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Many of us make New Year’s resolutions in an attempt to start fresh; eating healthy often makes the top 3. No surprise, eating less meat is usually one of the actionable goals. Whether your intention is for the sake of environment, animals, or your personal health, start right with smart planning this year so that you can stick to your goal for the long haul.
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Focus on Protein When Going Meatless
 
Meat provides an important nutrient: protein. Protein is essential in various body functions and responsible for repairing muscle from daily wear-and-tear. Also it provides satiety, making you feel full and satisfied. Therefore, on days you choose to go green and meatless, try adding quality plant-based protein to your meals.
 
Typically, a 100-gram serving of meat provides 22 to 27 grams of protein. Hence, aim to get close to this number when choosing plant-based options.
Plant-Based Protein You Don’t Want to Miss - Vegetarian Meat
 
The first line of products most beginners try are “vegetarian meats”; these are food products made with plant-based protein, such as soy protein, wheat gluten, etc with the intention of offering meat texture.  Various vegetarian meats are now available in the supermarket. You will notice two clear distinct categories: Chinese and western.
 
Chinese vegetarian meats focus on mimicking the taste and texture of real meat. The most known Chinese-style of vegetarian meats are “veggie goose” and “veggie ham”, but selections are not limited to these two. You may also find “veggie pork chop cutlets”, “veggie beef balls”, “veggie prawns” etc. The protein sources are usually soy protein and wheat gluten. Chinese-style vegetarian meats are mostly seasoned or come with sauce; many of them are deep-fried as well. Sometimes, they are quite heavily-processed with artificial additives and may contain high levels of sodium. Protein content is generally low compared to real meat, offering 5 to 15g of protein per 100-gram serving.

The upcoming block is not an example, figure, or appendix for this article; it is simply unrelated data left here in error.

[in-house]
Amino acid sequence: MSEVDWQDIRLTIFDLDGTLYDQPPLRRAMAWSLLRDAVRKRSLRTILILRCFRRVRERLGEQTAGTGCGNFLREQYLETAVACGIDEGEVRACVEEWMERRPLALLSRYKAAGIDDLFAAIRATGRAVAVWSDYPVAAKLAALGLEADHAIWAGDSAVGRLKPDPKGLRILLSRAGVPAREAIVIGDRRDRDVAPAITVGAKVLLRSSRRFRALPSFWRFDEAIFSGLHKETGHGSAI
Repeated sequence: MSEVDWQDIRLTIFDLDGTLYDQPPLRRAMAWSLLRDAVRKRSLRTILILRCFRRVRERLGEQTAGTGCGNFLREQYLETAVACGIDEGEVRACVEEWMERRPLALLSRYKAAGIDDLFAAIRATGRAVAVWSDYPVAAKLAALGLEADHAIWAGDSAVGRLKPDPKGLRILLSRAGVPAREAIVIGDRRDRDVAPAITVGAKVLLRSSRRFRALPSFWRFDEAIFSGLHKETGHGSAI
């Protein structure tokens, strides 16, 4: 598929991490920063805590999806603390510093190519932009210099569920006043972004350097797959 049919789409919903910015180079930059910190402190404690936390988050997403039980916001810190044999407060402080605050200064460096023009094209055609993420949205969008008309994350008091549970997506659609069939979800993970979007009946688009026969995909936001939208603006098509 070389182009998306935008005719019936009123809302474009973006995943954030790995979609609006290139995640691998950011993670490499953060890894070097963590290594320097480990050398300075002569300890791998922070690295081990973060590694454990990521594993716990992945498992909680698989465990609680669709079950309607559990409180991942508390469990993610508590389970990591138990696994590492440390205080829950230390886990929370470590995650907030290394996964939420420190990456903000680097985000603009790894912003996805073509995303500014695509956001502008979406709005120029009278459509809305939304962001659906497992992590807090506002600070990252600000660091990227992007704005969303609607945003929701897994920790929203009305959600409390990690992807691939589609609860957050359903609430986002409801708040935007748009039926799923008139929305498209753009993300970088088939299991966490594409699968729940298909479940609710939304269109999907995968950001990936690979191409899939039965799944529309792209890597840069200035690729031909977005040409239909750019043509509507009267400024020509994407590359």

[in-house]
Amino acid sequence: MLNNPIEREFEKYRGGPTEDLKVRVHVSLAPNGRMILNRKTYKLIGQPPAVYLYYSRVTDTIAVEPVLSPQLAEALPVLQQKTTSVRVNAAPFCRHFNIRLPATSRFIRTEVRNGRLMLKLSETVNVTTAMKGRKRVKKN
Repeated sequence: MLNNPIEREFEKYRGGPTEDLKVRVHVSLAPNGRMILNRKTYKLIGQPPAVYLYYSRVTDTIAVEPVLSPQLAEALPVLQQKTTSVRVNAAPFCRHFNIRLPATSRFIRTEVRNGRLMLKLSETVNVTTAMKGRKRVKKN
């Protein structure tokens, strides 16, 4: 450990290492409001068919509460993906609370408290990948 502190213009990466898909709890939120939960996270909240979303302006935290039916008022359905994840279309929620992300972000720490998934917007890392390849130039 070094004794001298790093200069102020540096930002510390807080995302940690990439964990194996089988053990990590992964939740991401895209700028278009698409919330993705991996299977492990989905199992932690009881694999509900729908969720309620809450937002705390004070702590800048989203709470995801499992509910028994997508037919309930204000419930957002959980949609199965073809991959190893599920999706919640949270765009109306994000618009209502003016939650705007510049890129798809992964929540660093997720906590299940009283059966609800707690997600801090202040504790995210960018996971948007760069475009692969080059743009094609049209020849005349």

Western vegetarian meats, on the other hand, focus on mimicking the nutritional profile of real meat. Therefore, their protein level is quite comparable to meat; many of them hit 20g of protein. The protein sources are usually non-GMO soy, pea protein, wheat gluten, or mycoprotein. Their ingredients are often carefully selected, avoiding GMO ingredients or artificial additives. Western-style vegetarian meats are usually in the format of meatballs, burger patties, fillets, or bite-sized pieces.  Sometimes they are not pre-seasoned; sometimes sauces are packaged separately, letting you control the amount you need.  Therefore, they are generally “healthier” than the Chinese-style vegetarian meats.
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Most vegetarian meats can be cooked or pan-fried directly from frozen, usually fully cooked within 10 minutes.
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Other Plant-Based Protein You Should Use More In Your Cooking
 
Edamame and Tofu
Both edamame and tofu are products of soybean. As you know, tofu can be steamed, pan-fried, or boiled. On the other hand, edamame is virtually young soybean that has not yet matured. When in season, edamame is available fresh. Otherwise, it is mostly available frozen all-year-round. Less than 10 minutes of microwave-cooking will completely cook these high-protein snacks. Both edamame and tofu provide approximately 8 grams of protein per 100g serving.
Beans and lentils
Lentils are great in hearty soups, and beans are often added in broth soup, and desserts in Chinese cooking. If you are not interested in the long preparation time of beans, try canned beans or lentils. Lentils don’t require pre-soaking, and can be fully cooked between 10 minutes (split lentils) and 25 minutes (whole lentils). Beans and lentils provides 7 to 10 grams of protein per 100g serving.
 
With proper planning and stocking the right products at home, going green can be easy and your healthy eating New Year’s Resolutions will be off to a good start.
Written by Canadian Registered Dietitian Gloria Tsang Yan Yan

Source of Images:  margouillat photo, Nataliya Arzamasova & SOMMAI/ Shutterstock.com
 
 
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